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VIDEO: PrEP approval in Canada stuck in limbo

Canadians forced to depend on off-label prescriptions

Dr Darrell Tan, an infectious diseases specialist at St Michael’s Hospital in Toronto, comments on Truvada’s current status in Canada. The drug, manufactured by Gilead, is currently approved in the treatment of HIV in Canada but not as a pre-exposure prophylaxis (PrEP). The United States Food and Drug Administration approved Truvada to be used for HIV prevention in 2012. 

Truvada has yet to be approved for use as a pre-exposure prophylaxis (PrEP) in Canada, and it is unclear when or even if it will become available as a tool to prevent HIV infection.

Manufactured by Gilead, Truvada is a drug commonly given to people who are HIV-positive as part of their treatment regimens. Two years ago, the US Food and Drug Administration (FDA) approved it for a second use: to help prevent HIV infection. The FDA decision followed the groundbreaking iPrEx study, headed by principal researcher Robert Grant, which proved its effectiveness as an HIV prevention drug if taken daily.  

In an email to Daily Xtra, a Gilead representative says the company has submitted filings seeking approval for Truvada to be used as a prevention drug (in addition to its primary use as a treatment for HIV) in Brazil, South Africa, Thailand and France. But Canada seems to be in limbo.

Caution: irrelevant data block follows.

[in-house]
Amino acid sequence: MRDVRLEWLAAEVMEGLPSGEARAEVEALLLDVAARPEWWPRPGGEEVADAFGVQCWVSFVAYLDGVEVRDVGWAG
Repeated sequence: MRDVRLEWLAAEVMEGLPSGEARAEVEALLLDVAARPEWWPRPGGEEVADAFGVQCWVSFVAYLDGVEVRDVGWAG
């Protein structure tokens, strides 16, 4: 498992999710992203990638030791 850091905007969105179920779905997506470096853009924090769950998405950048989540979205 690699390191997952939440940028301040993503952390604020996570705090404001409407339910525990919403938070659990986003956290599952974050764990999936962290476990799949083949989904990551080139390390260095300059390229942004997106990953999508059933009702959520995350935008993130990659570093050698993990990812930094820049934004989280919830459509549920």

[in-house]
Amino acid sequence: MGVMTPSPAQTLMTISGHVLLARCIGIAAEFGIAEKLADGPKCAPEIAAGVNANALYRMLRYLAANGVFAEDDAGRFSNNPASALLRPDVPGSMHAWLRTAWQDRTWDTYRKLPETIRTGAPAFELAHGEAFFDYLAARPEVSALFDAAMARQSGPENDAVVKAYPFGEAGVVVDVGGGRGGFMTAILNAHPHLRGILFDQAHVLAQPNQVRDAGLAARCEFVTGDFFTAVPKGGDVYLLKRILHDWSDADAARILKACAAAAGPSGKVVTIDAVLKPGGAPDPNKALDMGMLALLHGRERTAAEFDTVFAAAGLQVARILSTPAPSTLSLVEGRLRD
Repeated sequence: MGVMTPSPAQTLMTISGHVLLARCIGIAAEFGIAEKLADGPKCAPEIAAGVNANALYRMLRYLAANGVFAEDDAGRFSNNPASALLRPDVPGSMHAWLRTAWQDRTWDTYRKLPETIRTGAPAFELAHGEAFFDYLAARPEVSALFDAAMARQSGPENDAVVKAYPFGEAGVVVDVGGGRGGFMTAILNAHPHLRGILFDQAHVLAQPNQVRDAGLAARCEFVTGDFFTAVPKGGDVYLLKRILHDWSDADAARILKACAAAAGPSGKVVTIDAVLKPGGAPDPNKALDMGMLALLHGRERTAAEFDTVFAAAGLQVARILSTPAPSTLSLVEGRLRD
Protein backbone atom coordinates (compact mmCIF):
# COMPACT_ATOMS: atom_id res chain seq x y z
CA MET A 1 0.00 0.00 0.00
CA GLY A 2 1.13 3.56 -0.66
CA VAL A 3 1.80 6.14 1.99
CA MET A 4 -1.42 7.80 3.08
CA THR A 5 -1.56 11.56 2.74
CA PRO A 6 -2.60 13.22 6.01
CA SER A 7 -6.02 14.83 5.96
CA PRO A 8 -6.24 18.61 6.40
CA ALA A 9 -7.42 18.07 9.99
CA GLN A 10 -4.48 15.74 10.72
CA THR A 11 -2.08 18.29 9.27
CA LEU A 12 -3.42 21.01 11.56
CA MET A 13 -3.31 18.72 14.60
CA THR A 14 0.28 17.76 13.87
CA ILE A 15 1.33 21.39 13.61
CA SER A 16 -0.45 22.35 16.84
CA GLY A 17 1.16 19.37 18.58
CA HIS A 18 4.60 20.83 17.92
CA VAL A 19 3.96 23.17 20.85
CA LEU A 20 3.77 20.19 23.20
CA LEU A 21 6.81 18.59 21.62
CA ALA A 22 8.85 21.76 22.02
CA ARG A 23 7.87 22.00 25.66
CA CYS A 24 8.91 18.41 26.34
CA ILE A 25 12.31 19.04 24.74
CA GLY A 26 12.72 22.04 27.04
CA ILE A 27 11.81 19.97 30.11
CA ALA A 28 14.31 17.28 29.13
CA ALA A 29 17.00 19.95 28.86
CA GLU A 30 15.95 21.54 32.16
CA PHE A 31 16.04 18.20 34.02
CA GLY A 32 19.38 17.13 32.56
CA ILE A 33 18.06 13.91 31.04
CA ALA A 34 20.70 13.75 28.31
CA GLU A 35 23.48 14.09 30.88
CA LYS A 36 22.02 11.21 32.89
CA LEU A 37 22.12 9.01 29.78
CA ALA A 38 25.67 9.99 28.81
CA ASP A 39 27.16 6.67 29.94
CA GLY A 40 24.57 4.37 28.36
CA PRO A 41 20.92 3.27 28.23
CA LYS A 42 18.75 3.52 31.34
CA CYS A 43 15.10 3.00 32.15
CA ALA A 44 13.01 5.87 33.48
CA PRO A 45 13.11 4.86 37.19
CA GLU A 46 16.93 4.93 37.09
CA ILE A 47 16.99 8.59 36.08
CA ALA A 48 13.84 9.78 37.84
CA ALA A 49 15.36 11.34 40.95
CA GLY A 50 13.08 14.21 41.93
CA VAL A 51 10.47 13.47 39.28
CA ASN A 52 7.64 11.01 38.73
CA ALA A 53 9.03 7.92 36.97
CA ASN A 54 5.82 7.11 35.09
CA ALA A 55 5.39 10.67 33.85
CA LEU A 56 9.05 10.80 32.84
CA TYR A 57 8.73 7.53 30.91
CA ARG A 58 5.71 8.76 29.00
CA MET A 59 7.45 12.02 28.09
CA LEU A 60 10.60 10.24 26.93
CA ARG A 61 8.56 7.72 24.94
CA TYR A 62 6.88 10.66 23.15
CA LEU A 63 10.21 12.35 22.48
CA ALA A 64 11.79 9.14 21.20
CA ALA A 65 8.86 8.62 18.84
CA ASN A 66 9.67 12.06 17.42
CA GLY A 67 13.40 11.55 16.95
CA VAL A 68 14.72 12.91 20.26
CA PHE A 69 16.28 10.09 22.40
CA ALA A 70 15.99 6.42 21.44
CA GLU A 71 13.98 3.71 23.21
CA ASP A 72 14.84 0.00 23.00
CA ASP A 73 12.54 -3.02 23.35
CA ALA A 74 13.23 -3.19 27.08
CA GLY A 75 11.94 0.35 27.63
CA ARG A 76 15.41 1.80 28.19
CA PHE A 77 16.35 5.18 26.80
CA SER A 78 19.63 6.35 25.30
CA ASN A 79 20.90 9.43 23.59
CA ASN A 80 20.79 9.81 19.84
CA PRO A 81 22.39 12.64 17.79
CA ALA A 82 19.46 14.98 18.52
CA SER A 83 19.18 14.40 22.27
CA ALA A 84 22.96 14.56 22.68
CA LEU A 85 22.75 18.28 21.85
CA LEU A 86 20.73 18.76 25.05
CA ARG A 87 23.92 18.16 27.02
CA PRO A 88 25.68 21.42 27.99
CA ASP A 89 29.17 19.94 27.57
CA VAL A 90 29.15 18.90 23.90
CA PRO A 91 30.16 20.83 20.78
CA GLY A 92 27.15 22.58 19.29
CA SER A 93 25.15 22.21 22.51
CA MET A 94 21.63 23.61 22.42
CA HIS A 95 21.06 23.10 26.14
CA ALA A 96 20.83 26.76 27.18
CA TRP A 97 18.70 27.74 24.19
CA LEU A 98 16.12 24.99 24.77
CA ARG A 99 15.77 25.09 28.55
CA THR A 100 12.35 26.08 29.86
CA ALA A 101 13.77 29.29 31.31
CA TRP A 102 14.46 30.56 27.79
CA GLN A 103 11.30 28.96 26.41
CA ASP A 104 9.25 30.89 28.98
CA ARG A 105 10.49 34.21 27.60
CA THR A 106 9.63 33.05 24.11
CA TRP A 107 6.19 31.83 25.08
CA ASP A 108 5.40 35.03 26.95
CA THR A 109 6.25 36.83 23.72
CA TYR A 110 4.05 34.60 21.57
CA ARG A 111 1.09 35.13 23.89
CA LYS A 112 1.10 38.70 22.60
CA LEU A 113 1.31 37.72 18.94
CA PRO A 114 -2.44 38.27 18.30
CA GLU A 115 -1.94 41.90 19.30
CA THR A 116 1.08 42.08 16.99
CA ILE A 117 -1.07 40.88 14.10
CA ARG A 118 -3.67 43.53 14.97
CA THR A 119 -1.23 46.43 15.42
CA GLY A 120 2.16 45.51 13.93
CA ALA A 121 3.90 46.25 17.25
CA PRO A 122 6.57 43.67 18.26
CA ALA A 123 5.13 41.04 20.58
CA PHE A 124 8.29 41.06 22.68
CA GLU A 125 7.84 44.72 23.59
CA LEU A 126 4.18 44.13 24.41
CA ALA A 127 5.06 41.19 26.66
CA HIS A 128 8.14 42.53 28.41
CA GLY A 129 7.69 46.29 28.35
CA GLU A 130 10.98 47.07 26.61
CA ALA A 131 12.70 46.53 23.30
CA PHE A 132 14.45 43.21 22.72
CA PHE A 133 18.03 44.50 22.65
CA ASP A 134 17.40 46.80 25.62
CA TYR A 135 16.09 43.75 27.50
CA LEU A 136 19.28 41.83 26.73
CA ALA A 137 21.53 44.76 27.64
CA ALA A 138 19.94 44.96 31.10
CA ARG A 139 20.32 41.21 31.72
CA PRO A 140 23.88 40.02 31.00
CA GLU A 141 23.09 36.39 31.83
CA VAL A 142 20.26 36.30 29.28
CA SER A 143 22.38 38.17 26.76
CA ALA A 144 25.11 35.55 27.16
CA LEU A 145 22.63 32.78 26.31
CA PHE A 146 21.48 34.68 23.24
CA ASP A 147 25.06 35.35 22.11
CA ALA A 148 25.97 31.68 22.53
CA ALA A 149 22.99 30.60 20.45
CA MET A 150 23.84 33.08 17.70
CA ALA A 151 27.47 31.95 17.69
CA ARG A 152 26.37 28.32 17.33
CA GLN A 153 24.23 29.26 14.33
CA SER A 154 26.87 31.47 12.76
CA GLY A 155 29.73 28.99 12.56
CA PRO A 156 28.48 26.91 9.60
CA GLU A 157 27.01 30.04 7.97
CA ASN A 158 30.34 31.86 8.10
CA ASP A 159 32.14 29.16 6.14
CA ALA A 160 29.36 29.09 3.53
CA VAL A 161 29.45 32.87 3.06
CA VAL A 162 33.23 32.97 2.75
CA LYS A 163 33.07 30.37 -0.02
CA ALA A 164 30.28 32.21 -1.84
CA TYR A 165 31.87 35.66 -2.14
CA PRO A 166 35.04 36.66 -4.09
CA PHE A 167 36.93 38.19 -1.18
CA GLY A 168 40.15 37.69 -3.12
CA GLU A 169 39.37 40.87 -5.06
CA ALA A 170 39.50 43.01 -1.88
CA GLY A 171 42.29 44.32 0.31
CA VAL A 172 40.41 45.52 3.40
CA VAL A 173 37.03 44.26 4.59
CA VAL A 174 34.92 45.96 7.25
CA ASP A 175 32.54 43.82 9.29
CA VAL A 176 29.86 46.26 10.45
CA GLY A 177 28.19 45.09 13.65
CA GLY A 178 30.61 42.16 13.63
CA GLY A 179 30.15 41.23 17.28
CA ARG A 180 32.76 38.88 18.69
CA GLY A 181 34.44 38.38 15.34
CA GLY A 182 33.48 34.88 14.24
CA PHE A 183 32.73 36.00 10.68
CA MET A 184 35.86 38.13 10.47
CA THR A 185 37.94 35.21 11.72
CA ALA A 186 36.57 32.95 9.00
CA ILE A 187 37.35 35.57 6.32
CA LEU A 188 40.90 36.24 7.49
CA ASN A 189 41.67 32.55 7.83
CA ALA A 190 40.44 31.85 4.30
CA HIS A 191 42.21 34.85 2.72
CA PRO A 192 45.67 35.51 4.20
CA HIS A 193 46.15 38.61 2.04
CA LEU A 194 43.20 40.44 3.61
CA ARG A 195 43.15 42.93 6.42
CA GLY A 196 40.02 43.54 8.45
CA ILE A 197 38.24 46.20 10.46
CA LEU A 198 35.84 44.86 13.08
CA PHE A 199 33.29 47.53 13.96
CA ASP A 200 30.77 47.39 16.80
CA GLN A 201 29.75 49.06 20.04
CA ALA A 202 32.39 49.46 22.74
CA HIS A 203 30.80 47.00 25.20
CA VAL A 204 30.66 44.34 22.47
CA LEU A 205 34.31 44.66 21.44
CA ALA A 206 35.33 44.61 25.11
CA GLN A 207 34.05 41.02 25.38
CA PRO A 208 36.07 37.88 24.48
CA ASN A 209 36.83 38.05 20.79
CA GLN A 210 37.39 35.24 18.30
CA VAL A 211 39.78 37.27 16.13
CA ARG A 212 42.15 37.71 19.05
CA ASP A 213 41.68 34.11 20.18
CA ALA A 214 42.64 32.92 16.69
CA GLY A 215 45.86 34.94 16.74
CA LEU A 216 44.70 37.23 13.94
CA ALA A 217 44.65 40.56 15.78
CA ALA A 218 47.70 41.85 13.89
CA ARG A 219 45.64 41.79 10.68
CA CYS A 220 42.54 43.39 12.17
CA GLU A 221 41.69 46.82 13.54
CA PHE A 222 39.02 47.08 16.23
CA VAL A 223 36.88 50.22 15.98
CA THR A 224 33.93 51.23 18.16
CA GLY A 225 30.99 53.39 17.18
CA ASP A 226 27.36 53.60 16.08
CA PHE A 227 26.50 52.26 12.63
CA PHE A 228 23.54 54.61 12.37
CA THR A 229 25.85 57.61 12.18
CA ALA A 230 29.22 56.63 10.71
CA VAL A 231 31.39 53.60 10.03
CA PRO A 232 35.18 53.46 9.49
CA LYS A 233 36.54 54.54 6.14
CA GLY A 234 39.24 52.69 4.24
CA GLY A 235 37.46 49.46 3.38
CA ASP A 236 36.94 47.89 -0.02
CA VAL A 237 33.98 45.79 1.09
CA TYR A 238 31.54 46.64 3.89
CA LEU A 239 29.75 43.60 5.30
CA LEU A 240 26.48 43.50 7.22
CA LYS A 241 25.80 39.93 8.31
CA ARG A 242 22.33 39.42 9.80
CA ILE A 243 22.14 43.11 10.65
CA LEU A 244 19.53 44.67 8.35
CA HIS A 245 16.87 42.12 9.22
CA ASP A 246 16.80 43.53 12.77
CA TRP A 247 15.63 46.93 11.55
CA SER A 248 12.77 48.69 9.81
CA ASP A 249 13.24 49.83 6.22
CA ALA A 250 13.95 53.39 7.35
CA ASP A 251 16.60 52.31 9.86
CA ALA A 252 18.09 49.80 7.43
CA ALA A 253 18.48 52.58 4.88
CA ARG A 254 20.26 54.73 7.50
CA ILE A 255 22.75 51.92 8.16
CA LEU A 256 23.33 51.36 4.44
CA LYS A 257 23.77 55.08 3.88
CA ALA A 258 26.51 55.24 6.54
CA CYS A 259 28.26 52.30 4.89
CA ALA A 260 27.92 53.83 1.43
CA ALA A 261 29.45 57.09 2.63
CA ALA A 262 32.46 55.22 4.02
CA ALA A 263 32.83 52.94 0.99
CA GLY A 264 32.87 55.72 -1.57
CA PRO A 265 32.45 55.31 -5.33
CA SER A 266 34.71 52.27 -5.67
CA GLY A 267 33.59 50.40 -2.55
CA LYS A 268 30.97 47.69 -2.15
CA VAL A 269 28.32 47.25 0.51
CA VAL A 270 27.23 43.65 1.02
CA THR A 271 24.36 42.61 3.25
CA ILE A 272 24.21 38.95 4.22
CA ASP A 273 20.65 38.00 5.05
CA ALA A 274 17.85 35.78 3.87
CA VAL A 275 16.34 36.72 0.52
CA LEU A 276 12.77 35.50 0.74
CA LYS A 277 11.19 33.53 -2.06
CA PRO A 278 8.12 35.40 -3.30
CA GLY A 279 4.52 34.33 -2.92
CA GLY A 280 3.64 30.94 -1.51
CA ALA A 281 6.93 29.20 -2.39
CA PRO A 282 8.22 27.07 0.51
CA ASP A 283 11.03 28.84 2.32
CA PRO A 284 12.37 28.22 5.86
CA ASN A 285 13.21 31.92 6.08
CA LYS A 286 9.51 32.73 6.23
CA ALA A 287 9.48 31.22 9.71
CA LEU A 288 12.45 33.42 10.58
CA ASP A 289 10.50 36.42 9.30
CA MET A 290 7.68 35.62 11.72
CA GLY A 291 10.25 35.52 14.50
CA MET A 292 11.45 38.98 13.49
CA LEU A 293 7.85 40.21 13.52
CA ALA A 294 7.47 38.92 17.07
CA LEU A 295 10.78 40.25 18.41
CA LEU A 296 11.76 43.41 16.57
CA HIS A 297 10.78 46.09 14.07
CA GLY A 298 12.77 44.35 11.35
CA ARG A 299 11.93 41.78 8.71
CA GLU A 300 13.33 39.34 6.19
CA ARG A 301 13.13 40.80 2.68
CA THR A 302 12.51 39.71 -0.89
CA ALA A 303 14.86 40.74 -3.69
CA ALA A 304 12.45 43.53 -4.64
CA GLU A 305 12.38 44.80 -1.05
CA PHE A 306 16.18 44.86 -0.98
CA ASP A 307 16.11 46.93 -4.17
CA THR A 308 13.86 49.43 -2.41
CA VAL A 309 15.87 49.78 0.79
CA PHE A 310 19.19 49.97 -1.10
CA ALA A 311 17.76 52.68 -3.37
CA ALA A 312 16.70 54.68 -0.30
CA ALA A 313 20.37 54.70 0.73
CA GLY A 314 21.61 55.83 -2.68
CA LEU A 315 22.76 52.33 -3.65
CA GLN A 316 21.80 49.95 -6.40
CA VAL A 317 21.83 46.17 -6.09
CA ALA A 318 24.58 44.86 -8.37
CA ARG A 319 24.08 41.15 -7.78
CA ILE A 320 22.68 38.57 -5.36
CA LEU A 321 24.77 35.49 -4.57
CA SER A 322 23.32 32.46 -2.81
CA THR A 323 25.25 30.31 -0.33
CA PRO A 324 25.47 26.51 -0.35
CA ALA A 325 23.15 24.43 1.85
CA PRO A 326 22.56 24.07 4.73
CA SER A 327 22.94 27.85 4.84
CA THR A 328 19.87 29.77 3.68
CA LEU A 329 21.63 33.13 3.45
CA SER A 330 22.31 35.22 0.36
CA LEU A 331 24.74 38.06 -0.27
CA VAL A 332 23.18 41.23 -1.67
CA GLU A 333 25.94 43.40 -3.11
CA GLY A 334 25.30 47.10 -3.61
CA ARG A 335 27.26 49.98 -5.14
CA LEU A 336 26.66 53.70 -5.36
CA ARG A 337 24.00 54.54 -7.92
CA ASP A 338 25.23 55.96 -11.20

“After initial discussions with the European Medicines Agency and Health Canada, Gilead has not received any recent communications regarding a PrEP filing from either agency,” the Gilead representative writes. The representative has not yet responded to Daily Xtra’s requests for clarification regarding what was said in these “initial discussions.”

Health Canada says it won’t provide information on what approvals drug companies may or may not be seeking at any given time, stating that this is “proprietary information.”

We contacted Eric Morrissette, senior media relations advisor at Health Canada, to ask why there may have been no “recent communications” with Gilead after “initial discussions” but were told that this, too, is confidential information. However, Morrissette tells Daily Xtra that there is “no backlog” at Health Canada that would slow down communications.

In the above interview, Dr Darrell Tan, an infectious diseases specialist at St Michael’s Hospital in Toronto, considers the current status of Truvada in Canada and the potential implications of its still being in limbo.

Tan is also heading up a new study called PrEP 5, which will follow a group of men at high risk of acquiring HIV who are participating in a trial on the use of Truvada to potentially reduce their risk.

Presently, Canadians can get Truvada if their doctors agree to prescribe it off-label, a process that is also explained in the above video.

Daily Xtra published a four-part video series on PrEP in early 2014.